Alcoa Corp. reported second-quarter earnings that beat analysts’ expectations, with the producer boosting its forecast for aluminum shipments this year as reopening economies lift demand for everything from washing machines to beer cans.
The biggest U.S. aluminum producer reported earnings before interest, taxes, depreciation, and amortization of $618 million, higher than the $599.8 million average of analysts’ estimates compiled by Bloomberg.
“Alcoa had an excellent second quarter and first half of the year, the strongest since our launch as an independent company in 2016,” said Alcoa Chief Executive Officer Roy Harvey. “This record-setting performance reflects how our strategies are working to deliver results.”
Aluminum traded in London is up about 27% this year, and through is off to its best start to a year since 2008.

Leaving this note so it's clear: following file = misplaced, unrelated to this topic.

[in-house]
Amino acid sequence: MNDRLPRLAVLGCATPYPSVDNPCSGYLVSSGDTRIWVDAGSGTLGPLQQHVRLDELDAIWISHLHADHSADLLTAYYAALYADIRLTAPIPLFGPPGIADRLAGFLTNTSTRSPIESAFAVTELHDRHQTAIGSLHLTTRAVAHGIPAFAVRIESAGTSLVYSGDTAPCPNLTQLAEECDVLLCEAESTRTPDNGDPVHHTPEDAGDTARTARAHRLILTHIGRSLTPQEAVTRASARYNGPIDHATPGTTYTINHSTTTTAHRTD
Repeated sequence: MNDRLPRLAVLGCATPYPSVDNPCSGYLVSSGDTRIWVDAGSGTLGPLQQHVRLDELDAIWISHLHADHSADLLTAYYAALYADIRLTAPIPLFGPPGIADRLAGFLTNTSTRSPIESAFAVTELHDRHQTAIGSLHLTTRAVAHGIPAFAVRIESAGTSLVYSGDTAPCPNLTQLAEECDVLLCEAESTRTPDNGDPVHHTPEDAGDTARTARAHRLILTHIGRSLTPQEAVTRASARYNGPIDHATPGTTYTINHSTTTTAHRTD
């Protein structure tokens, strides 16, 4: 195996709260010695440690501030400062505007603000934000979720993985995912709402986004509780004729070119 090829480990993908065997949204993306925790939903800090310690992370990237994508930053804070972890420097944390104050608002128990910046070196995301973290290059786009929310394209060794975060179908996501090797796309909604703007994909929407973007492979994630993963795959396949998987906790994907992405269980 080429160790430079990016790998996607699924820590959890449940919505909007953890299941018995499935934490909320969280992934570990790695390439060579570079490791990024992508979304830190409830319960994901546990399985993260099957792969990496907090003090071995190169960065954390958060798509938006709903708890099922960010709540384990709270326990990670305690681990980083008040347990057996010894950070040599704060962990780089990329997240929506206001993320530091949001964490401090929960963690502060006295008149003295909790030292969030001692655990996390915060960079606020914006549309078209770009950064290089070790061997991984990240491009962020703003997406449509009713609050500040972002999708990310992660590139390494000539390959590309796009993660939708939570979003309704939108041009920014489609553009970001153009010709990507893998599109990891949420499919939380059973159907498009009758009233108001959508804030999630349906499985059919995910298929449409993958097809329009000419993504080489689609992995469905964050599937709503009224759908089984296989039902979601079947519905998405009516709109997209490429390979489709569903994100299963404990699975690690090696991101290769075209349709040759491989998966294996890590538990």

Goldman Sachs Group Inc. said last month it sees a multi-year bull market driven by aluminum’s role in climate-change mitigation, with prices averaging $2,450 per metric ton this year.
President Joe Biden’s $579 billion infrastructure deal last month has also buoyed the outlook for U.S. demand.
Analysts at BMO Capital Markets forecast Alcoa and other metal companies are facing a transition period, with prices and volumes stabilizing after more than a year of sharp gains. In June, Alcoa’s stock posted its first monthly decline since January amid worries that lingering Covid-19 cases are clouding the economic outlook worldwide. China’s effort to cool commodity inflation is also weighing on prospects for metals prices.
This week, Fed Chair Jerome Powell said the economic recovery still hasn’t progressed enough to begin reducing stimulus.
(By Joe Deaux)